In the past months I have been going through my spreadsheet with over 2,000 papers with image or other problems. Many of these papers were reported by me in 2014 and 2015 to the editors of the journals in which they were published. Now, around 5 years later, it is time to see what happened with my reports.
In this post, I want to show you an example of a paper that I reported in 2014, and that was corrected about a year later.
In my opinion, the Editors of the journal made a huge mistake here. This should have been a retraction.
A quick post about a story I have been reading this morning. The Wisconsin State Journal reported last week about a graduate student who committed suicide after spending seven years working for an abusive Engineering professor at UW-Madison.
The article does not mention scientific misconduct, but it gives a glimpse behind the scenes of the toxic environments that some principal investigators (PIs) create. Something that is very much related to science misconduct, because extreme pressure by a professor might be one of the reasons that scientific studies might include fabricated or falsified data.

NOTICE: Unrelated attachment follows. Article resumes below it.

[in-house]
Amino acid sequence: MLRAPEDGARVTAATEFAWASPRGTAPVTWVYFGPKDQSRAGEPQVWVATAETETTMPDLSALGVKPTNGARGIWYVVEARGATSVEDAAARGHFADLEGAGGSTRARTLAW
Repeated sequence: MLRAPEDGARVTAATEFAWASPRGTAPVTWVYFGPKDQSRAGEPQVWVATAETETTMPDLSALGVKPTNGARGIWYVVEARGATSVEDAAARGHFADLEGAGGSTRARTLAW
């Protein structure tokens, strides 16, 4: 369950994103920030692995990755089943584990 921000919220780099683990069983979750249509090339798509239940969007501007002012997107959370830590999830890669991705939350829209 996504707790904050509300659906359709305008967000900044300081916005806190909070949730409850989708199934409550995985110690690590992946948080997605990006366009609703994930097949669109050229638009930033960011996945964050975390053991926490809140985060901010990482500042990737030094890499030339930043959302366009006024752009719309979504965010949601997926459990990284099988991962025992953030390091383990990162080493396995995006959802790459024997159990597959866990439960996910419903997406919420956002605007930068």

This blog post expresses my personal opinion and is not an accusation of misconduct.
An exciting new paper about STAT3
The STAT (“signal transducer and activator of transcription“) protein family consists of proteins involved in many important aspects of cellular function, such as growth, differentiation, and apoptosis (programmed cell death). These transcription activators are activated themselves if other molecules bind to them, and they act as messengers that transfer changes outside of a cell to inside the nucleus, by binding to promoters and determining which genes are switched on or off. One of STAT proteins, STAT3, in particular has been the topic of many studies, because it might play a role in cancer. Simply put, the continuous activation of STAT3 might induce cancer, and STAT3 might be a target for new anti-cancer drugs.
A recent study, published on 28 August 2019 in Nature by authors from Harvard Medical School and the Dana Farber Cancer Institute, therefore gained quite some attention. It reported on one of the ways by which STAT3 can be activated, through the binding of fatty acids in a process called palmitoylation.
One of my recent investigations led me to expand my set of figure types to look at. For our 2016 mBio study, in which I scanned >20,000 papers for image duplication, I focused on real photos of Western blots, agarose gels, tissue sections, etc.